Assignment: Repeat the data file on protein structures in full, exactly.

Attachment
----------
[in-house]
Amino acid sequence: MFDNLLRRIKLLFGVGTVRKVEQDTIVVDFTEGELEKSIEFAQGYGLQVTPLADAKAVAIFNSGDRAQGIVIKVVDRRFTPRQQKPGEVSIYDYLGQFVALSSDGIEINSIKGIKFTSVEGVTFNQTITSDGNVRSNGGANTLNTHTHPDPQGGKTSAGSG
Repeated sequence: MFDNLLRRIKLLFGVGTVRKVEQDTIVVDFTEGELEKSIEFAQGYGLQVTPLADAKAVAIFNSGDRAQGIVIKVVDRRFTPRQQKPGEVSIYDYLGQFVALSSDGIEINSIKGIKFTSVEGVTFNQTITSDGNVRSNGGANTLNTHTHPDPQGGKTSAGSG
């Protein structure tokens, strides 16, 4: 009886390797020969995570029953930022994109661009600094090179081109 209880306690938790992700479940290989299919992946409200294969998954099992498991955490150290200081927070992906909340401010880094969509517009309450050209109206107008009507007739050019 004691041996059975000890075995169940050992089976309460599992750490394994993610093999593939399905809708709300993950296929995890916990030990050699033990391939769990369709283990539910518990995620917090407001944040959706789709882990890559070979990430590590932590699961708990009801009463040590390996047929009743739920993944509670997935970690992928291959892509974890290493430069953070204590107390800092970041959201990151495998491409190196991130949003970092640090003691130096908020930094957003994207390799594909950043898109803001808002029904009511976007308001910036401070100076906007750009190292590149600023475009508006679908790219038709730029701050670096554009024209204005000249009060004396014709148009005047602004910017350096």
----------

[in-house]
Amino acid sequence: MFDNLLRRIKLLFGVGTVRKVEQDTIVVDFTEGELEKSIEFAQGYGLQVTPLADAKAVAIFNSGDRAQGIVIKVVDRRFTPRQQKPGEVSIYDYLGQFVALSSDGIEINSIKGIKFTSVEGVTFNQTITSDGNVRSNGGANTLNTHTHPDPQGGKTSAGSG
Repeated sequence: MFDNLLRRIKLLFGVGTVRKVEQDTIVVDFTEGELEKSIEFAQGYGLQVTPLADAKAVAIFNSGDRAQGIVIKVVDRRFTPRQQKPGEVSIYDYLGQFVALSSDGIEINSIKGIKFTSVEGVTFNQTITSDGNVRSNGGANTLNTHTHPDPQGGKTSAGSG
């Protein structure tokens, strides 16, 4: 009886390797020969995570029953930022994109661009600094090179081109 209880306690938790992700479940290989299919992946409200294969998954099992498991955490150290200081927070992906909340401010880094969509517009309450050209109206107008009507007739050019 004691041996059975000890075995169940050992089976309460599992750490394994993610093999593939399905809708709300993950296929995890916990030990050699033990391939769990369709283990539910518990995620917090407001944040959706789709882990890559070979990430590590932590699961708990009801009463040590390996047929009743739920993944509670997935970690992928291959892509974890290493430069953070204590107390800092970041959201990151495998491409190196991130949003970092640090003691130096908020930094957003994207390799594909950043898109803001808002029904009511976007308001910036401070100076906007750009190292590149600023475009508006679908790219038709730029701050670096554009024209204005000249009060004396014709148009005047602004910017350096």